Where a single claim defines (chemical or non-chemical) alternatives, i.e. a so-called "Markush grouping", unity of invention should be considered to be present if the alternatives are of a similar nature (see F‑IV, 3.7).
When the Markush grouping is for alternatives of chemical compounds, they should be regarded as being of a similar nature where:
A "significant structural element is shared by all of the alternatives" where the compounds share a common chemical structure which occupies a large portion of their structures, or, in case the compounds have in common only a small portion of their structures, the commonly shared structure constitutes a structurally distinctive portion in view of existing prior art. The structural element may be a single component or a combination of individual components linked together. The alternatives belong to a "recognised class of chemical compounds" if there is an expectation from the knowledge in the art that members of the class will behave in the same way in the context of the claimed invention, i.e. that each member could be substituted one for the other, with the expectation that the same intended result would be achieved.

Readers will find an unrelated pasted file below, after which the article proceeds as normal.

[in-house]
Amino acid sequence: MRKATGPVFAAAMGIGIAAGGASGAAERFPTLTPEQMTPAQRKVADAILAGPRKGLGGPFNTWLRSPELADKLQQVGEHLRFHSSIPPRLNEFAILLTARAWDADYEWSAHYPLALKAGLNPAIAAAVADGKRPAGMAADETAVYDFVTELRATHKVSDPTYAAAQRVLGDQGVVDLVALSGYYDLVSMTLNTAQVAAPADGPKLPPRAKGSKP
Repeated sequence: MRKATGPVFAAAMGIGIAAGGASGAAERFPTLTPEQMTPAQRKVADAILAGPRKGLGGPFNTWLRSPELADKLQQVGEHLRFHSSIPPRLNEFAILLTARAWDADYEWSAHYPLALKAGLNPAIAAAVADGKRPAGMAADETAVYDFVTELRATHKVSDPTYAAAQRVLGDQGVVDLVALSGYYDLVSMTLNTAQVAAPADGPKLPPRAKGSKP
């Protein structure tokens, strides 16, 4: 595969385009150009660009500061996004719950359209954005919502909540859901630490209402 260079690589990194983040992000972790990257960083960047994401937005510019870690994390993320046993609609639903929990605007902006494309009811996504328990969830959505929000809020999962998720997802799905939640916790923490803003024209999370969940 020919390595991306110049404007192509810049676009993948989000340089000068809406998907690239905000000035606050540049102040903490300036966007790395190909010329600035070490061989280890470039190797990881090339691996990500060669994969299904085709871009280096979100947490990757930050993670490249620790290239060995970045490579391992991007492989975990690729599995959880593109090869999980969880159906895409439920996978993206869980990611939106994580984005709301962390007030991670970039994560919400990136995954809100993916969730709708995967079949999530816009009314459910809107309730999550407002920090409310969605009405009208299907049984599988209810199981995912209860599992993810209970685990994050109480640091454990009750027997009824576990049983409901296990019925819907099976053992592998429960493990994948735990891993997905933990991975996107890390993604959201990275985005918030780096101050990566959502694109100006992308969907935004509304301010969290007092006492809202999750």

There is no need for the significant structural element to be novel in absolute terms (i.e. novel per se). Rather, this expression means that in relation to the common property or activity there must be a common part of the chemical structure which distinguishes the claimed compounds from any known compounds having the same property or activity. However, if it can be shown that at least one Markush alternative is not novel, unity of invention should be reconsidered. In particular, if the structure of at least one of the compounds covered by a Markush claim is known together with the property or technical effect under consideration, this is an indication of lack of unity of the remaining compounds (alternatives).